Is Your Compensation Reasonable Or A Disguised Dividend?

Are you an employee of your own California corporation? How much are you paying yourself as salary? How much are you paying yourself as a year-end bonus? Are you unwittingly creating a tax problem for yourself?

An employer, including a California employer, is not entitled to deduct certain compensation paid if that compensation was not reasonable in amount. The excess monies paid are a disguised dividend which causes a tax problem for the employer who will have to pay tax on the amount deducted deduction that will be disallowed by the IRS.

Internal Revenue Code Section 162(a)(1) permits a corporation to deduct “a reasonable allowance for salaries or other compensation for personal services actually rendered.” The test for deductibility in the case of compensation payments is whether they are reasonable and are in fact payments purely for services.

A deduction for compensation that is, in fact, reasonable is an amount “as would ordinarily be paid for like services by like enterprises under like circumstances.”

The 9 Factor Test of Reasonableness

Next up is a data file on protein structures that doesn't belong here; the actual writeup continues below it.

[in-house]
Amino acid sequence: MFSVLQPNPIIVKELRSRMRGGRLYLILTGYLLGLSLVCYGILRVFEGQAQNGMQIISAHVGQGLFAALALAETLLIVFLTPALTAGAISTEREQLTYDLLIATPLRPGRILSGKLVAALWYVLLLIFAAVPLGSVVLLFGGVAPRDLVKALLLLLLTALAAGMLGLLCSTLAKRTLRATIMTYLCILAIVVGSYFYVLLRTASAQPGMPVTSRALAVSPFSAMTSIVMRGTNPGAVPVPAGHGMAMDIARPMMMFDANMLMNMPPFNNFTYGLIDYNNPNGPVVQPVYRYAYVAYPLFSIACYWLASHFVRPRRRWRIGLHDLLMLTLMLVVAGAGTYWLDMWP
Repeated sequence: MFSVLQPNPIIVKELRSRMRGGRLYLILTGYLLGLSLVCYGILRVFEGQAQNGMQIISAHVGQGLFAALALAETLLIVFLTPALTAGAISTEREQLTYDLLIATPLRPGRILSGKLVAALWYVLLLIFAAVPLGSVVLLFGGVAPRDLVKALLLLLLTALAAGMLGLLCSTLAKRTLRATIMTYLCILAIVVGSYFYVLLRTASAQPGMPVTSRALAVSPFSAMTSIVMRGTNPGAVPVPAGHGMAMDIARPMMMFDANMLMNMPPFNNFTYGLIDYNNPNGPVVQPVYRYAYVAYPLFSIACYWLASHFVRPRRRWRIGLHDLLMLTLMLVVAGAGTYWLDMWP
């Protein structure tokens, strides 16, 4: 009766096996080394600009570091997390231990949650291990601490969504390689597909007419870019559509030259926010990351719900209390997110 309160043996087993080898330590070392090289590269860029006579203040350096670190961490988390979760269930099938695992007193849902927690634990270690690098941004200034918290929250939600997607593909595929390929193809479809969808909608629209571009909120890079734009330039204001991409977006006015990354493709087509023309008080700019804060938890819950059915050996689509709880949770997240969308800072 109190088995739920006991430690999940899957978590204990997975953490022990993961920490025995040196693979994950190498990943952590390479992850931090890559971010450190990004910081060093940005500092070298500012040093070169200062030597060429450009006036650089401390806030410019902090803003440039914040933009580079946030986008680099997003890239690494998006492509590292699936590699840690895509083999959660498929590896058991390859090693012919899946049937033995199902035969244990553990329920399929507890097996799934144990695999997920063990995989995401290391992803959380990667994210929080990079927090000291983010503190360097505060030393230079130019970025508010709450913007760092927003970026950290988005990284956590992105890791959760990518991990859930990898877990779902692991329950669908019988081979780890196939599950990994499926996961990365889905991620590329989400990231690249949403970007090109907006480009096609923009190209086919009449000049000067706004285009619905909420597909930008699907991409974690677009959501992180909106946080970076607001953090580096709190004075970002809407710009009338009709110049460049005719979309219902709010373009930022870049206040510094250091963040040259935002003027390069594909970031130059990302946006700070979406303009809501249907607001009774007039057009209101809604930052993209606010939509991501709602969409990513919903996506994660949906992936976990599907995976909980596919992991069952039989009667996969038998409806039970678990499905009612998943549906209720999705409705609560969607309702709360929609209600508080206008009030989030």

The reasonableness inquiry is governed by the nine – factor test based on a case called Owensby & Kritikos, Inc. v. Cmm’r., 819 F.2d 1315, 1323-24 (5th Cir. 1987).

These nine factors are:

1. The employee’s qualifications;

2. The nature, extent and scope of the employee’s work;

3. The size and complexities of the business;

4. A comparison of salaries paid with gross income and net income;

5. The prevailing general economic conditions;

6. Comparison of salaries with distributions to stockholders;

7. The prevailing rates of compensation for comparable positions in comparable concerns;

8. The salary policy of the taxpayer as to all employees; and
9. Compensation paid in prior years.

Courts will examine and weigh the totality of the facts and circumstances in determining reasonable compensation so that no one factor will be determinative of reasonableness.

The IRS’s determination of reasonableness is presumptively correct which shifts the burden to the taxpayer to establish that he is entitled to a deduction larger than that allowed by the Service.

If you have been challenged by the IRS about your compensation deduction and would like to consult with a tax attorney, call Mitchell A. Port at (310) 559.5259.